March 2, 2021 | Features
The IPPVA sat down (virtually) with wedding videographer Shane Prunty to talk to him about his 2021 award-winning wedding videos — 2nd place in Instagram Edit and 3rd place in Short Film — and what he has planned for the future.
Shane shoots weddings using a documentary style, letting the day unfold naturally. His aim is to capture candid moments and tell the story of the day as a simple observer in a way that is true to the individuality of each couple.
Would you share with us a little bit of background on the awarded work?
The Instagram edit was filmed in Penha Longa Resort in Portugal — a stunning venue set in a nature reserve in Sintra, just north of Lisbon. I spent a week in and around Lisbon checking out the wedding venue and getting a real feel for the pace of Portuguese life. I wanted to capture the hustle and bustle of Lisbon City and the contrasting quiet beauty of the nature reserve where the wedding was set.
The chapel itself was an old 14th-century monastery with stunning architecture and old ruins which we used for the couple’s shoot. Traveling abroad and experiencing a new place is always a plus. I’m grateful to have had the chance to shoot this one for such a lovely, warm couple.
Wedding Video by Shane Prunty awarded 2nd Place in the ‘Instagram Edit’ category.
The longer film was shot at Borris House, an exclusive 16th century castle set in the Irish countryside. It was the perfect setting for this beautiful, black tie wedding.
Wedding Video by Shane Prunty awarded 3rd Place in the ‘Short Film’ category.
We know a lot of our readers will love to hear more about gear, equipment and post-treatment/editing. Tell us more.
In terms of equipment I try to keep everything as simple as I can. I film mostly handheld with 2 Lumix GH5’s. This allows me to move freely, mostly unnoticed throughout the day. I also use a Mavic Pro drone and Sony TX650s for sound.
What are you working on at the moment?
At the moment I am editing some smaller weddings I filmed at the end of last year, like this one with Jenny and Ian:
I know it’s tough having to downsize but there is a real intimate feel to these smaller events. We’ve been through a lot of uncertainty this past year, and those who choose to go ahead are absolutely determined to make the most of it, which is inspiring to see.
I had to postpone my own wedding last September, and with our new date approaching in the coming months, we’ve had to adapt a lot, reducing the guestlist from 250 to possibly 25. It’s stressful but it has helped us to reevaluate and focus on what is really important to us on the day.
I created this video during the Summer with the aim of giving couples a little glimmer of hope for their big day:
Aside from weddings, I have been developing my skills as a photographer in my spare time, as well as moving into videography for commercial clients. What the pandemic has taught me, is never to get complacent! We need to keep moving and adapting to our circumstances in order to push forward.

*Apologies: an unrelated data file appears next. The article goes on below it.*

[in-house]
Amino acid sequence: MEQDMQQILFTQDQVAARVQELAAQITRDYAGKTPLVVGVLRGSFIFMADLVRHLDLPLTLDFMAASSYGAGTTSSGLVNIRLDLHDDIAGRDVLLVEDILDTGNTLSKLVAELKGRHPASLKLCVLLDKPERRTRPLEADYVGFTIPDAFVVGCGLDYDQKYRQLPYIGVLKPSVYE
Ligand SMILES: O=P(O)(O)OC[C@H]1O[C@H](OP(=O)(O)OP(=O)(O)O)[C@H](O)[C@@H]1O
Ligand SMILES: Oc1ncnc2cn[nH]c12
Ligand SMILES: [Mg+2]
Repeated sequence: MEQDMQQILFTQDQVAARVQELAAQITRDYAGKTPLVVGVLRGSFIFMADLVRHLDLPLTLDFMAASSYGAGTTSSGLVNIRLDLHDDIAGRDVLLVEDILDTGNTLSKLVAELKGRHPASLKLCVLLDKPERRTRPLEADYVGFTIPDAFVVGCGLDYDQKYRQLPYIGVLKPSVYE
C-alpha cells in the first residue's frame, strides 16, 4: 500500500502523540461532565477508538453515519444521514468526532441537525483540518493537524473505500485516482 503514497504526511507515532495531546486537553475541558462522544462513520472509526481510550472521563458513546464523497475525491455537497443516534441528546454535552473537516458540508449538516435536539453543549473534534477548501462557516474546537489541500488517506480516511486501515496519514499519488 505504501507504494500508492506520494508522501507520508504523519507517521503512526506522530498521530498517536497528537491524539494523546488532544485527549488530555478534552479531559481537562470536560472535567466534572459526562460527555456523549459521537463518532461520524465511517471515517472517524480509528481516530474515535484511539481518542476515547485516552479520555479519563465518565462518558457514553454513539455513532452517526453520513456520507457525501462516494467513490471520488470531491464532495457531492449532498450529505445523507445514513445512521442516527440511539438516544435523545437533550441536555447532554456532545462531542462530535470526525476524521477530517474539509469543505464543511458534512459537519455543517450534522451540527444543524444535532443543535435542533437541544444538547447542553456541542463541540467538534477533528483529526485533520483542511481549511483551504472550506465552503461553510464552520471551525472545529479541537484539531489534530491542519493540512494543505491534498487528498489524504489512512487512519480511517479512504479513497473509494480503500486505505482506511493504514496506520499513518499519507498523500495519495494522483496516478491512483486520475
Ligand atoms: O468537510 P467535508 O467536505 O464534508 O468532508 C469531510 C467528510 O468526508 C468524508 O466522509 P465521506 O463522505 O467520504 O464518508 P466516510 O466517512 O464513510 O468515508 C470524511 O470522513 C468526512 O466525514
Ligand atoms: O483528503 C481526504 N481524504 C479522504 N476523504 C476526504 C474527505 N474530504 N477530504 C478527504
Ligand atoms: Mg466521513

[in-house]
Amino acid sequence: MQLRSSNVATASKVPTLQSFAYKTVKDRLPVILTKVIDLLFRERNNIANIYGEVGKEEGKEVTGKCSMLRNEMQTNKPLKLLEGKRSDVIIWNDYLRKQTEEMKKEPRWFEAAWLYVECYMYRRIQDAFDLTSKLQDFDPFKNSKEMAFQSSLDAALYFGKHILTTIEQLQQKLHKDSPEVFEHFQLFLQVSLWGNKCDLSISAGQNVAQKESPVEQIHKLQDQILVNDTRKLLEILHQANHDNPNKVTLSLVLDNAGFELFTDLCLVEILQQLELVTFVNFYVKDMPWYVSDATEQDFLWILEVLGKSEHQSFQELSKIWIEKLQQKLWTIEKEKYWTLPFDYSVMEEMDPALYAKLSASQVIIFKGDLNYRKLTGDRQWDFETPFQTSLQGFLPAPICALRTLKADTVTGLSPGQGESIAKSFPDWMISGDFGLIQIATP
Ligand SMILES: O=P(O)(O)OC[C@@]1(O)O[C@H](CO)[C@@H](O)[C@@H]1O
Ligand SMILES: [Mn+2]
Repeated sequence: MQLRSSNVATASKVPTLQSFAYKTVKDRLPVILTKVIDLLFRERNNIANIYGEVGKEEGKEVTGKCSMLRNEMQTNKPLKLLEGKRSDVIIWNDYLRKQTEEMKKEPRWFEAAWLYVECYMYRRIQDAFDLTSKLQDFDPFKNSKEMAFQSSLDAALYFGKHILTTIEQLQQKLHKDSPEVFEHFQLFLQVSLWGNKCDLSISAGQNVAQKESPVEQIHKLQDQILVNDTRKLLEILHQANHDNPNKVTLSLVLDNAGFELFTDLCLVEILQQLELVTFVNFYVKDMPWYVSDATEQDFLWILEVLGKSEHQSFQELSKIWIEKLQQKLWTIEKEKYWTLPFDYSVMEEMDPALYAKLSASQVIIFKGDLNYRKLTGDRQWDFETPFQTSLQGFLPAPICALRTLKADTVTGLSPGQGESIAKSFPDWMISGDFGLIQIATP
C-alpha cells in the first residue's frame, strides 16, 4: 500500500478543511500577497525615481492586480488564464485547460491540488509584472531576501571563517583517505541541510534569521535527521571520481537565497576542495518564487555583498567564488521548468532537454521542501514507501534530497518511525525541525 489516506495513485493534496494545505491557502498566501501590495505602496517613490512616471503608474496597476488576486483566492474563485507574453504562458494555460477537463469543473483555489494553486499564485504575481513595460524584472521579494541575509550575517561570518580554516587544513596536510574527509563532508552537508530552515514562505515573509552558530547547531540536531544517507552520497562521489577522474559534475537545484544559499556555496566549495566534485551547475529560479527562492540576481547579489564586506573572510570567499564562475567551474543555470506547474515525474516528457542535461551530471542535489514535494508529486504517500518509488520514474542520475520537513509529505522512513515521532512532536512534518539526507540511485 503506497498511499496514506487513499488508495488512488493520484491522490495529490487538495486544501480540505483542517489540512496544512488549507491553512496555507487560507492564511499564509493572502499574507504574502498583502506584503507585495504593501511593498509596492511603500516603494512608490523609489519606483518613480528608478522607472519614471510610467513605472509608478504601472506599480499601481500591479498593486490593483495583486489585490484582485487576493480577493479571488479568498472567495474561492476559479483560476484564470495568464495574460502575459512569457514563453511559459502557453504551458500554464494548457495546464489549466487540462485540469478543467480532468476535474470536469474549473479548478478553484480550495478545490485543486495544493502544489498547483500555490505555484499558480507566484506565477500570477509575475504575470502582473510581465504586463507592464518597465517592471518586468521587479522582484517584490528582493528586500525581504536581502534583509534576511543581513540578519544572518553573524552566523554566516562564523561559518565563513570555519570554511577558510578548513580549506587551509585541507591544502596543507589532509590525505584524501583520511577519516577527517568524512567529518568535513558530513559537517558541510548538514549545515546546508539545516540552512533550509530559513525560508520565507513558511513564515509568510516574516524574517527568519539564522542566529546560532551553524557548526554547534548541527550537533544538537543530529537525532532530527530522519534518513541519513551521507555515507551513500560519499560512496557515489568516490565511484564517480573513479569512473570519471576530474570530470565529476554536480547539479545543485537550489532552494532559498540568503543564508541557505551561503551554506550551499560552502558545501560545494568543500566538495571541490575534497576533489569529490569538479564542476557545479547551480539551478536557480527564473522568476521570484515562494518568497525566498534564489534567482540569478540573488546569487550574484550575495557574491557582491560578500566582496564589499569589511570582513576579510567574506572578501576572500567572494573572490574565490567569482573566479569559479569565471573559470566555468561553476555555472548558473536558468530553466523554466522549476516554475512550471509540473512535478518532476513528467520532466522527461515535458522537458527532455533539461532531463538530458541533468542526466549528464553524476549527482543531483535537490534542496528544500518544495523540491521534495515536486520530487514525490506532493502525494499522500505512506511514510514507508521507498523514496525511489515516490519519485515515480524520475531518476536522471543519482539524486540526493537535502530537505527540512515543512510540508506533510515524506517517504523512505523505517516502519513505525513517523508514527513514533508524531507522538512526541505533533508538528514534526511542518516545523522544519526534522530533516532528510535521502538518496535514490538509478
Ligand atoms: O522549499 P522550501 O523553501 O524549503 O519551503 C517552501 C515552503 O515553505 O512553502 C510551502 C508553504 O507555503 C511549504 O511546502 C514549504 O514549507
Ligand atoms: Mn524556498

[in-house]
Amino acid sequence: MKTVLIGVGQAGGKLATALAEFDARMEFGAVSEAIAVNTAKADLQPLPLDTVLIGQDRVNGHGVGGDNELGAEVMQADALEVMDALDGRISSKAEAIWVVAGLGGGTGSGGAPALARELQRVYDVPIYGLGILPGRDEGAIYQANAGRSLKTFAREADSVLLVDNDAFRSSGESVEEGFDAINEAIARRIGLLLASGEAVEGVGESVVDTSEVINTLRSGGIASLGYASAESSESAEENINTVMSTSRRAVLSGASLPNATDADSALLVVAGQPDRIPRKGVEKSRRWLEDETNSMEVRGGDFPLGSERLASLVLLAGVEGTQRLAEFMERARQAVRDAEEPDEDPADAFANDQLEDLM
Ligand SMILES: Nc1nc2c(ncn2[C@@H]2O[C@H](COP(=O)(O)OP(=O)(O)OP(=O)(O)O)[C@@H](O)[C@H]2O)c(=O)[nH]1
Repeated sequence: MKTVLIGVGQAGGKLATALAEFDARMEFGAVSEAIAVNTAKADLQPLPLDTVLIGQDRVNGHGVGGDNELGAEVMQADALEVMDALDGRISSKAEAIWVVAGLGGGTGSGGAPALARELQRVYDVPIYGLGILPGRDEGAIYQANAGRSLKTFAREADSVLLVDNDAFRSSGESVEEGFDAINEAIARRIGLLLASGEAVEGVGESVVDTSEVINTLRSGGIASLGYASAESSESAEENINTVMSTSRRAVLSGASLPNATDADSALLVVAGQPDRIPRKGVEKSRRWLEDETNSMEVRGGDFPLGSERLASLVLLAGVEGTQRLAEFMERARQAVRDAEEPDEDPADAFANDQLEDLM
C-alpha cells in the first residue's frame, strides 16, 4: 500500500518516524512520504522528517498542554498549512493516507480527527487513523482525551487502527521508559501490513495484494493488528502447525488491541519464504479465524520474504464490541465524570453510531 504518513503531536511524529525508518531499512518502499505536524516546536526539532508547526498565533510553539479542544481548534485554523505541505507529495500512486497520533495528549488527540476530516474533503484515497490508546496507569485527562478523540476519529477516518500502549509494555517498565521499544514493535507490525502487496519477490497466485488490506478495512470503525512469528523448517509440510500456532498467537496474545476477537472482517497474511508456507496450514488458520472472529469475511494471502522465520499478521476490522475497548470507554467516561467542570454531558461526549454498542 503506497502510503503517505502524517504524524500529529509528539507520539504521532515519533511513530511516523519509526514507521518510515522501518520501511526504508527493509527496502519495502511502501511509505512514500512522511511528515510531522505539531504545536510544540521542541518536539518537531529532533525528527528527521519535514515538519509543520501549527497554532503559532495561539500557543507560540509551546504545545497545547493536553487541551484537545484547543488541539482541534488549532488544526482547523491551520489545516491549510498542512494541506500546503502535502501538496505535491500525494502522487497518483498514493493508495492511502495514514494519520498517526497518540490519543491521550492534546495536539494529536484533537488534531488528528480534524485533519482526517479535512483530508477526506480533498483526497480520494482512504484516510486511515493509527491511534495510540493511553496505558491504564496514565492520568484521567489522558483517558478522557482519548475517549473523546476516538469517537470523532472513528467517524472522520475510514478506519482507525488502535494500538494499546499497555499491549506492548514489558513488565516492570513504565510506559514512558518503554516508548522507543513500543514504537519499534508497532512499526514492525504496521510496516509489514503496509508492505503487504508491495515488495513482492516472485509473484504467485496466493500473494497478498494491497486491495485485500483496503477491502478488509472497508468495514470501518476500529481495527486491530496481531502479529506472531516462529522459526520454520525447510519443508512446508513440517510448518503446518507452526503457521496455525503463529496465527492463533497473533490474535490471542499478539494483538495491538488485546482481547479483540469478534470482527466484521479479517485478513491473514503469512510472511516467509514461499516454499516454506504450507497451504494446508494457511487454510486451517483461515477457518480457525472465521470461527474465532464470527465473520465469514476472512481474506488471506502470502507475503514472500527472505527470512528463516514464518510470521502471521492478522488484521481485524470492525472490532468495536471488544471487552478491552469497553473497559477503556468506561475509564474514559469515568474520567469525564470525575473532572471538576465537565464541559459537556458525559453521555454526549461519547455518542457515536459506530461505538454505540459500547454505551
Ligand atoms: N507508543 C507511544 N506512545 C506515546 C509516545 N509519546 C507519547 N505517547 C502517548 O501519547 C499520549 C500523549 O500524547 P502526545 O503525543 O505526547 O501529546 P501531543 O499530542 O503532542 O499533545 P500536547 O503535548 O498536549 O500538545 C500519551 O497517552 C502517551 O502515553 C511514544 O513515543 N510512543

Is there a particular movie or artist that has inspired/moved you in the past?
The cinematographer Roger Deakins of course is inspirational. His body of work is unbelievable. I studied his film The Shawshank Redemption in film studies in secondary school which was one of the first times I really gained an interest in the world of film.
I get inspired watching great work. TV series’ have come a long way. I’ve recently watched Ozark and The Crown, both of which are so beautifully shot.
For the past couple of years, my focus has been on storytelling and the communication of this through video. I just finished a book called The Science of Storytelling, by Will Storr, which I would highly recommend to any creative storyteller or videographer.
Have you had any other professions before becoming a videographer? Did you study videography or are you self-taught?
I have always had a keen interest in videography, though it wasn’t until 2014 that I properly pursued it as a career. I completed a Film Production course at Pulse College in 2014 and started second-shooting at weddings as a photographer with my sister Michelle Prunty. She has been an amazing help over the years.
My advice to anyone starting in the wedding industry is to start second-shooting because it’s a stress-free way to gain valuable experience.
What would be your 3 main tips for a videographer with a strong portfolio of personal work wanting to start a business?
What would you most love to shoot right now if Covid restrictions weren’t a reality? What do you miss the most?
I miss everything about weddings! I miss meeting new people — seeing them interact and celebrate together. I miss capturing real emotions — those of joy, excitement, and laughter. It seems like there is still a lot of uncertainty ahead and not knowing when we’ll get back to some sense of normality is difficult.
I have a new genuine appreciation for what I do and for the people to welcome me in and trust me to tell their story. I love the challenges that come with filming a couple’s day and I’m really looking forward to getting back into it.